Beethoven’s “Ode to Joy” and Allah’s Message in the Quran


Most people are familiar with Beethoven’s Ninth Symphony’s epic conclusion in the choral piece “Ode to Joy.” The words being sung in German are from a poem of the same name by Friederich Schiller, one of the greatest German poets. Their meaning is below:

Examining the words of this poem, and the story of how Beethoven was driven obsessively to compose the music to most effectively present those words to a world suffering from war and conflict — the same problems we find in the world today — I found to my surprise these words express what in essence is the message of the Quran: all people are brothers on equal terms before God, and we are to act accordingly in justice. And it goes farther than that. 

Joy in the Quran

If you read the poem’s text, you can see it begins with the word Joy! in an emphatic statement “your magic power binds together/ what we by custom wrench apart,/ all men will emerge as brothers…” Schiller is essentially saying that joy is the supreme motivation that brings us together, inspired by God’s creation/providence — exemplified in “nature” and in human relations for those who’ve “mastered that great challenge.” 

Allah describes these very things, His creation and human relations at their best as being His gifts to us, exuding joy. In human relations, as mentioned in the poem (here the German weib means “wife”) “if you’ve earned a steadfast wife:”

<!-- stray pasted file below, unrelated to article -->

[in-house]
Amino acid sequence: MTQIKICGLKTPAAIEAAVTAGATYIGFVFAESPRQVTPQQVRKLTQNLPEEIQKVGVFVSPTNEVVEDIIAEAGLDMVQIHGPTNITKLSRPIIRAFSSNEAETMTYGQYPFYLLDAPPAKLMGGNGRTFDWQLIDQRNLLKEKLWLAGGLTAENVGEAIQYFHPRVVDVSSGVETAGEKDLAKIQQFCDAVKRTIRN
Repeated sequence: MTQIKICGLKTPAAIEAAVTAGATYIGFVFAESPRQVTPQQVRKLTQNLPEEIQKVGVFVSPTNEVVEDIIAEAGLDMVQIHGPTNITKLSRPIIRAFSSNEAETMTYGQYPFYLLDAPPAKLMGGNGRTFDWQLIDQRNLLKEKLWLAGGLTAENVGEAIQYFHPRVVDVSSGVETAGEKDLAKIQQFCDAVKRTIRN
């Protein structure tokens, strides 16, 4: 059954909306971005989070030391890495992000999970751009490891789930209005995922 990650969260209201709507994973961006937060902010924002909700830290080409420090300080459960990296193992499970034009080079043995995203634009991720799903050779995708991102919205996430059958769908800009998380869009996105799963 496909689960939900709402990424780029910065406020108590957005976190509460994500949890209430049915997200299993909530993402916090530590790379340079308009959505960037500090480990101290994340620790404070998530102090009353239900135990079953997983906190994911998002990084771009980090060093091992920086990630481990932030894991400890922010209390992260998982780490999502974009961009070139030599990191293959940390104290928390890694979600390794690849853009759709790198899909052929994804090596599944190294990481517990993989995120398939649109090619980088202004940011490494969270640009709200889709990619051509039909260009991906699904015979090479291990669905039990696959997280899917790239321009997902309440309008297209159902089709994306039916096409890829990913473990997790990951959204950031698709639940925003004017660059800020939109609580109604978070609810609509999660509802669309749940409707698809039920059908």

And of His signs is that He created for you from yourselves spouses that you may find tranquility in them; and He placed between you affection and mercy. Indeed in that are signs for a people who give thought. (30:21)

With regard to nature, His creation, Allah says:

Is He not best who created the heavens and the earth and sent down for you rain from the sky, causing to grow thereby gardens of joyful beauty which you could not [otherwise] have grown the trees thereof? Is there a deity with Allah? No, but they are a people who ascribe equals. (An-Naml 27:60)

This translation got the word baheej right, as it means joyful beauty not simply “beauty” in itself. Without that understanding the connection here couldn’t be made (which is why we must constantly refer to the Arabic and review translations). 

And the earth – We spread it out and cast therein firmly set mountains and made grow therein of every joyfully-beautiful pair (Qaf 50:7) 

This photo, and the featured photo under the Title, are by the author.

This directly corresponds to “all creation drinks with pleasure…from Nature’s breast,” where the original German simply says “nature” not “Mother Nature.” 

The power of “joy” itself is also aligned with these ayat below in Surat Al-Layl contrasting the person whose life is made difficult and one whose life is made easy or fulfilling: 

As for one who gives and is reverent (92:5), and trusts in goodness (92:6), We shall ease his way unto ease (92:7). But as for him who is stingy and self-satisfied (92:8), and denies goodness (92:9), We shall ease his way unto difficulty (92:10).